A participatory approach for comparing stakeholders’ evaluation of P loss mitigation options in a high ecological status river catchment

E. Micha, W. Roberts, M. Ryan, C. O'Donoghue, K. Daly

Research output: Contribution to journalArticleAcademicpeer-review

Abstract

Phosphorus (P) transfer from land to water is a source of diffuse pollution that contributes to the decline in ecological status of river bodies in the European Union. The Water Framework Directive (2000/60/EC) provides for the protection of water bodies that represent pristine or near-pristine condition, classified as high ecological status through the adoption of an agri-environmental decision making process that promotes stakeholder participation. However, successful implementation of agri-environmental policies can prove challenging when faced with uncertainties and diverging opinions due to the variety of actors involved. This study adopted a participatory approach including stakeholders with conflicting interests in the selection of P transfer mitigation policies. Fifteen P transfer mitigation options were shortlisted based on agronomic and environmental data from a case-study agricultural catchment and presented to a group of experts and farmers. Results showed significant disparities between perceived effectiveness by farmers and experts groups, with experts prioritizing problems related to connectivity issues, while farmers to soil compaction and erosion. In addition, measured agronomic and environmental variables were used to model effectiveness from a decision support tool (FARMSCOPER) and compared with stakeholder groups’ perceived effectiveness. This approach combined the scientific research with the empirical knowledge of farmers and the modelling of quantified field and farm data. This study showed that stakeholders are diverse, and perceive effectiveness based on group-specific operational and social factors. Experts identified effectiveness at catchment scale, whilst farmers identified field scale effectiveness. For decision support tools and simulation models to be beneficial for policy makers, they need to be calibrated to local conditions and farm typologies to select the right measure at farm scale. The study recommends improved knowledge transfer between interested actors and the need for integration of conflicting opinions in policy design.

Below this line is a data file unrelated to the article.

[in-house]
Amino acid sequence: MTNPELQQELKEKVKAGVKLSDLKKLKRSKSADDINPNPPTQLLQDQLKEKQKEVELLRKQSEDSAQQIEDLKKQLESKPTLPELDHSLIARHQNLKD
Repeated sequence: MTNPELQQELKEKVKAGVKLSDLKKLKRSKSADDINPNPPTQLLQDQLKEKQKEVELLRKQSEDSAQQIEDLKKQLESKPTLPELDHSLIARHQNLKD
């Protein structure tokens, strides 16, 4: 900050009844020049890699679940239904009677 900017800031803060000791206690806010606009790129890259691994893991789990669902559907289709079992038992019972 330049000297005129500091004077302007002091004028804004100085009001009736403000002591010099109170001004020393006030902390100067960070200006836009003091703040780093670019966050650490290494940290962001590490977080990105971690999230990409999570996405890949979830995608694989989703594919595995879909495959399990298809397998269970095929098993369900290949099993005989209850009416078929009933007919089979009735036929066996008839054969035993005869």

Original languageEnglish
Pages (from-to)41-51
Number of pages11
JournalEnvironmental Science & Policy
Volume84
DOIs
Publication statusPublished - Jun 2018

JEL classifications

  • q58 - Environmental Economics: Government Policy
  • q15 - "Land Ownership and Tenure; Land Reform; Land Use; Irrigation; Agriculture and Environment"

Keywords

  • Agriculture
  • High status river bodies
  • Participatory methods
  • Phosphorus
  • Policy design
  • AGRICULTURAL CATCHMENTS
  • COST-EFFECTIVENESS
  • NEW-ZEALAND
  • PHOSPHORUS TRANSFER
  • CRITICAL SOURCE AREAS
  • SUSTAINABLE DEVELOPMENT
  • MANAGEMENT-PRACTICES
  • DIFFUSE PHOSPHORUS
  • WATER-QUALITY
  • SEDIMENT TRANSFER

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